RAM is the computer’s memory, and together with the CPU, it dictates how fast or slow the laptop runs its programs and basic functions. When RAM is low because of a high number of files stored on the device or lots of installed programs overloading the system, laptops crash and cease to function efficiently. Even something as simple as opening your business emails up can take up memory, so there is a lot of value in getting this figure right.

Ports

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Laptops don’t tend to have CD drives anymore. In fact, if you are hoping to use a CD, you will more than likely have to invest in external hardware to do so. That is why it’s important to check the port capacity before you agree to a purchase. It is expected that the majority of laptops have at least one USB connection port, but what about USB-C or HDMI? These are quickly becoming equally as important, and many people desire them on their work devices.

Connectivity Options

Wi-fi is kind of a given in a home office, but what about when you want to work out of the house? There is not always a reliable internet connection around, and you can’t always depend on your phone for tethering. There are 4G/5G enabled devices too that pick up their own signal when out and about, but they are likely to have a monthly associated data cost. Bluetooth-enabled devices are also useful and certainly growing in popularity.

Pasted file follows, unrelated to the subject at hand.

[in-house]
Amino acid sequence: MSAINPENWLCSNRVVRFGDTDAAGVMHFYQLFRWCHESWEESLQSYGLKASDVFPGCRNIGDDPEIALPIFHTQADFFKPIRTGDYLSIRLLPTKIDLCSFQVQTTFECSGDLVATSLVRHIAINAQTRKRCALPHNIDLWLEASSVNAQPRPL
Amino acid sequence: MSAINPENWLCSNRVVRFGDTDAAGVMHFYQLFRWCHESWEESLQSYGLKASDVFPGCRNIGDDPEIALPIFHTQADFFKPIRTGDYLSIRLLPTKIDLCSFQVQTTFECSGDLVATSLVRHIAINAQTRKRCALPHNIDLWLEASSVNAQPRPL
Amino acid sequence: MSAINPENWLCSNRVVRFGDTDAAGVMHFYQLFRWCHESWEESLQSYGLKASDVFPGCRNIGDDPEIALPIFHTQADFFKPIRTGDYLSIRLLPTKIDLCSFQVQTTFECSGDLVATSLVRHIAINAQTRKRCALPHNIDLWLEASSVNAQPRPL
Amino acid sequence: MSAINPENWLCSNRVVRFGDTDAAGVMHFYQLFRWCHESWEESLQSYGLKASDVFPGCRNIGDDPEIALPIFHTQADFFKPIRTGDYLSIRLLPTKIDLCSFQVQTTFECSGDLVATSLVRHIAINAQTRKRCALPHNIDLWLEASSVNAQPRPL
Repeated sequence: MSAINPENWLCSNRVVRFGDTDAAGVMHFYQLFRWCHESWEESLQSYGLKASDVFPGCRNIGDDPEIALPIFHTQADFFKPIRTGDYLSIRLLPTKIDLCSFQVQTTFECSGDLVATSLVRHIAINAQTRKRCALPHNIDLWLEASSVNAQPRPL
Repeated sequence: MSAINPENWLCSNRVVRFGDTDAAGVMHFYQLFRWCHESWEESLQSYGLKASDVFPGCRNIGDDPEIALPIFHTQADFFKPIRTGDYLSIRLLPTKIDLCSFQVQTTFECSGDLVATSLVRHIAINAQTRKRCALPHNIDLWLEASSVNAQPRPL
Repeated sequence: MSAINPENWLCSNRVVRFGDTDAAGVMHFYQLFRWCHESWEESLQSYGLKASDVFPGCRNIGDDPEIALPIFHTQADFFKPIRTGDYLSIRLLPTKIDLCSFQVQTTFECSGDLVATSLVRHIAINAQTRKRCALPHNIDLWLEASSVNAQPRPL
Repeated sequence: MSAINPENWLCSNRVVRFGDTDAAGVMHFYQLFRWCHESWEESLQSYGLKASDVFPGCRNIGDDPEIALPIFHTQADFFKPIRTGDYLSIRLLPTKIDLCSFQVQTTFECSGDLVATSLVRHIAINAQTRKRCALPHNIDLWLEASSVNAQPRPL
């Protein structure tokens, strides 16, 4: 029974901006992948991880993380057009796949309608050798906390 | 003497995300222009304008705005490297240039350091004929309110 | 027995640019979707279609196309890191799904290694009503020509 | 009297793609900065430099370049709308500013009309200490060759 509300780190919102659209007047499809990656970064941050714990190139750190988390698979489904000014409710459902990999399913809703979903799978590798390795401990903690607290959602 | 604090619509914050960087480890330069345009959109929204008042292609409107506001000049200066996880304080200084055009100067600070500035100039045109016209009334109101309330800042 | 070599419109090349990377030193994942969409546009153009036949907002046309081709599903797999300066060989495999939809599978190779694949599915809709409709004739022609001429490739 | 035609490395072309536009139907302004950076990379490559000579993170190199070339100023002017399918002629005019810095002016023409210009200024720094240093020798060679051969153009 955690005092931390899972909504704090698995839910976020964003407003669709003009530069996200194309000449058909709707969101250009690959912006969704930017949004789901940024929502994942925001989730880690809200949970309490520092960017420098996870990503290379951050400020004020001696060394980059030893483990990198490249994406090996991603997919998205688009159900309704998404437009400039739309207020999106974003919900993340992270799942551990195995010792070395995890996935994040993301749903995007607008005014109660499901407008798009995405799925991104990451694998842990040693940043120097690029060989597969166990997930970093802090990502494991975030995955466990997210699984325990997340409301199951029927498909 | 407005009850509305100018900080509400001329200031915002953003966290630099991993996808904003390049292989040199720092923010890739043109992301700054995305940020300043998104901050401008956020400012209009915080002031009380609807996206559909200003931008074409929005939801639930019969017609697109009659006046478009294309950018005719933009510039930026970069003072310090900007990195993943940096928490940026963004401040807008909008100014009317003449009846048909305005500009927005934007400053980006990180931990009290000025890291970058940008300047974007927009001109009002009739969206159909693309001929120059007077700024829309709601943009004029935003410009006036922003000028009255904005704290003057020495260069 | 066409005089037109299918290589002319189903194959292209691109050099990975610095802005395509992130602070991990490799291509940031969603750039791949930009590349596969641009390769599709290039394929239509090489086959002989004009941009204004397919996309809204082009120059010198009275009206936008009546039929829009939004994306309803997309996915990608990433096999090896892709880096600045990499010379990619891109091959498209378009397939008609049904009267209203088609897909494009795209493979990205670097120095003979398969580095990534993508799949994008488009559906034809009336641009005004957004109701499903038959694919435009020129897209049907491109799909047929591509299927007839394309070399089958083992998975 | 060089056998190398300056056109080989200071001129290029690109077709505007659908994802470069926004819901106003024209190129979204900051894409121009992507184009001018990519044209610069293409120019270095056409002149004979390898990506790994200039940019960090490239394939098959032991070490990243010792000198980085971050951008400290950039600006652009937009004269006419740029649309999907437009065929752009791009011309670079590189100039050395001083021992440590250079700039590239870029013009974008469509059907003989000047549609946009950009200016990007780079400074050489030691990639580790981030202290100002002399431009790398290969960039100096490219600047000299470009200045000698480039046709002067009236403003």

Conclusion

All businesses deserve the best laptop to set things up in the best way. It is so much easier to feel productive and motivated when you are surrounded by supportive, enabling equipment, and feel as though all the boxes have been ticked and you are, therefore, well prepared for the day.

About Nina Smith